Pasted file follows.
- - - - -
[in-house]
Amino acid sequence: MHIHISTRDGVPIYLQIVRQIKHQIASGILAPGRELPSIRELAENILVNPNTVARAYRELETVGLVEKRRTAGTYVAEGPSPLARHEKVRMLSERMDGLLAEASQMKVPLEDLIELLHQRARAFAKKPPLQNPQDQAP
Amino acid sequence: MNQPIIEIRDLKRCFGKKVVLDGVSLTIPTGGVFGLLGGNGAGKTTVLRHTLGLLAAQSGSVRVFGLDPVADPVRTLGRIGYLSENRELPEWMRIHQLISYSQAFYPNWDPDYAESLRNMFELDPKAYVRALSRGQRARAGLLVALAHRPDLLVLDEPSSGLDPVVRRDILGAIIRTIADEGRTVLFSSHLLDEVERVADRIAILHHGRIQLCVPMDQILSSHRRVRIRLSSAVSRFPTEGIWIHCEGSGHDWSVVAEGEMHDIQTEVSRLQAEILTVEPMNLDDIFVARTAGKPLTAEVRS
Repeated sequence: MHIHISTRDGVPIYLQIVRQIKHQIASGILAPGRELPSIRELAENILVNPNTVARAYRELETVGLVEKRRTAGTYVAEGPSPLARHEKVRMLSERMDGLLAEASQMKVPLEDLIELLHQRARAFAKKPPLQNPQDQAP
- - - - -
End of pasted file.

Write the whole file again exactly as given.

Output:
[in-house]
Amino acid sequence: MHIHISTRDGVPIYLQIVRQIKHQIASGILAPGRELPSIRELAENILVNPNTVARAYRELETVGLVEKRRTAGTYVAEGPSPLARHEKVRMLSERMDGLLAEASQMKVPLEDLIELLHQRARAFAKKPPLQNPQDQAP
Amino acid sequence: MNQPIIEIRDLKRCFGKKVVLDGVSLTIPTGGVFGLLGGNGAGKTTVLRHTLGLLAAQSGSVRVFGLDPVADPVRTLGRIGYLSENRELPEWMRIHQLISYSQAFYPNWDPDYAESLRNMFELDPKAYVRALSRGQRARAGLLVALAHRPDLLVLDEPSSGLDPVVRRDILGAIIRTIADEGRTVLFSSHLLDEVERVADRIAILHHGRIQLCVPMDQILSSHRRVRIRLSSAVSRFPTEGIWIHCEGSGHDWSVVAEGEMHDIQTEVSRLQAEILTVEPMNLDDIFVARTAGKPLTAEVRS
Repeated sequence: MHIHISTRDGVPIYLQIVRQIKHQIASGILAPGRELPSIRELAENILVNPNTVARAYRELETVGLVEKRRTAGTYVAEGPSPLARHEKVRMLSERMDGLLAEASQMKVPLEDLIELLHQRARAFAKKPPLQNPQDQAP